Dr. Edward Marut, director of the Fertility Centers of Illinois' Highland Park IVF facility, said he sees some patients who are clear from the outset that they don't want to have to dispose of any embryos.
"For those patients, we only try to fertilize a limited number of eggs, usually two or three, and implant whichever do fertilize," he said. "If they're not lucky ... then they have to do it all over again."
That's how IVF is done in Germany and Italy, where the law forbids freezing embryos, says a maximum of three embryos may be created at one time, and requires that every embryo be transferred simultaneously back into the woman who produced the eggs.
Recently, Sen. Sam Brownback (R-Kan.) said those countries might have the right idea. In an interview with ABC's "This Week," he suggested restricting the number of eggs that can be fertilized and requiring doctors to implant all the embryos that result.
Kentucky's bill would allow only one egg to be fertilized at a time. Experts said if that were the standard, many women - especially older ones - would never get pregnant.
For a 35-year-old woman, Scott said, only about 6 percent of inseminated eggs end up becoming babies - and the percentage gets smaller as the woman gets older.
"If you only inseminated one egg," Scott said, "it would take an average of 16 cycles to get a baby."
One IVF cycle involves four to six weeks of hormone injections, ultrasound tests, blood work and a minor surgical procedure to retrieve the eggs; it can cost $10,000 or more.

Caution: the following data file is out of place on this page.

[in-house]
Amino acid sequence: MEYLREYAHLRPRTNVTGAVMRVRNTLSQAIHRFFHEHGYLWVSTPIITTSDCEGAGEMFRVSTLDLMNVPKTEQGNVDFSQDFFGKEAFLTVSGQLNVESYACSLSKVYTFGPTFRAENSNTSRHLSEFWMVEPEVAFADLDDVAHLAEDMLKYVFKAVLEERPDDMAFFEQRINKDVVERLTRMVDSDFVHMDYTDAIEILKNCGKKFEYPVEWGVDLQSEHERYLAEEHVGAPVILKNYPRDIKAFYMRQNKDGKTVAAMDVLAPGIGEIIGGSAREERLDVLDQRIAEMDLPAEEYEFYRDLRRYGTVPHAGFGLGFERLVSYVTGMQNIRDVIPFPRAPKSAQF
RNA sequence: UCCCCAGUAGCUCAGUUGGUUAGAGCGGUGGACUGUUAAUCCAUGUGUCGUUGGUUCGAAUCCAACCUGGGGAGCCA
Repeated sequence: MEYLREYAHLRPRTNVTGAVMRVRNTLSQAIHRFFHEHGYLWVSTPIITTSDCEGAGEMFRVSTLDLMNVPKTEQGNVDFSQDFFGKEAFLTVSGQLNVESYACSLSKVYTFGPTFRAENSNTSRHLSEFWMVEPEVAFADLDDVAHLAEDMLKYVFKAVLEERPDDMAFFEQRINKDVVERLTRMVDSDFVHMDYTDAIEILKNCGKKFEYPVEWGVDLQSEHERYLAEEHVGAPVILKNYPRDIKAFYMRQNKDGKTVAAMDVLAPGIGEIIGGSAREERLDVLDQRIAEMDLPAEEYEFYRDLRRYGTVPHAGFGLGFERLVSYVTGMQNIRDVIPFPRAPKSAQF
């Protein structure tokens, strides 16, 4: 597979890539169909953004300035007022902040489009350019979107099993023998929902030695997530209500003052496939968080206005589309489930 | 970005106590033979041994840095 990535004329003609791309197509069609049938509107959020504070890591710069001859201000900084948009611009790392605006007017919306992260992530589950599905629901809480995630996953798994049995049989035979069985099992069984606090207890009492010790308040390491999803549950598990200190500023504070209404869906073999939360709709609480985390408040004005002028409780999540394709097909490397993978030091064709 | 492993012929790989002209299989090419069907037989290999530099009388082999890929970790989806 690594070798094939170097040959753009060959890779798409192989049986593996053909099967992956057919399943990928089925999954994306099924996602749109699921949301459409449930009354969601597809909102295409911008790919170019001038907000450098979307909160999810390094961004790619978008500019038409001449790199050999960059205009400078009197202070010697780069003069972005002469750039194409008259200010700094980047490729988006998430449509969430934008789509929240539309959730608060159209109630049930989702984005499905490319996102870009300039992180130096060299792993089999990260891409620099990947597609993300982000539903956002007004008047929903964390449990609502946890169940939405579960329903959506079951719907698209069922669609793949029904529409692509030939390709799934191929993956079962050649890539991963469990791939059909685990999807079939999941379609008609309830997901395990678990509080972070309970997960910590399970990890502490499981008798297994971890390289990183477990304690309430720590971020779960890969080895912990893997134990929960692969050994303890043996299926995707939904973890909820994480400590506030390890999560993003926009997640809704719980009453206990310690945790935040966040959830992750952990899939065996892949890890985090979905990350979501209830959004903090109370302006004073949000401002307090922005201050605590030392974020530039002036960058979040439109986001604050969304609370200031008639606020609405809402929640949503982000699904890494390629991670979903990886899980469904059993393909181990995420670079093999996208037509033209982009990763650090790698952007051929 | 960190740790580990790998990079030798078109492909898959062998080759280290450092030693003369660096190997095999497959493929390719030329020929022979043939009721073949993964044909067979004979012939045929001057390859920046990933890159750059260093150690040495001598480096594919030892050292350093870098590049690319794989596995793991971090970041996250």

"If you really believe a (fertilized egg) is a person, it makes things very hard for infertile couples," Scott said.
Medical ethicist Nanette Elster said that although deciding what should be done with unused embryos is a big question, "the bigger question is who is going to decide."
"Do we want government to say you can only make so many embryos (and) you can't destroy any embryos?" she asked.
Pamela Madsen, director of the American Fertility Association, said every couple is entitled to make their own decision. "Many people believe the embryo has a special status," she said. "But how do you interpret that? That it should be handled with care? That it's a child? That it shouldn't be created at all because it's sacrilegious to create life outside a uterus?
"It will be very problematic if the government gets involved and forces us to make certain decisions."
Andrew Koppelman, professor of law and political science at Northwestern University, said regulating IVF would be difficult politically. "Any legislation that does major damage to the interests of large numbers of prosperous white people is going nowhere," he predicted.
But Madsen is not so sure. "Never say never," she said.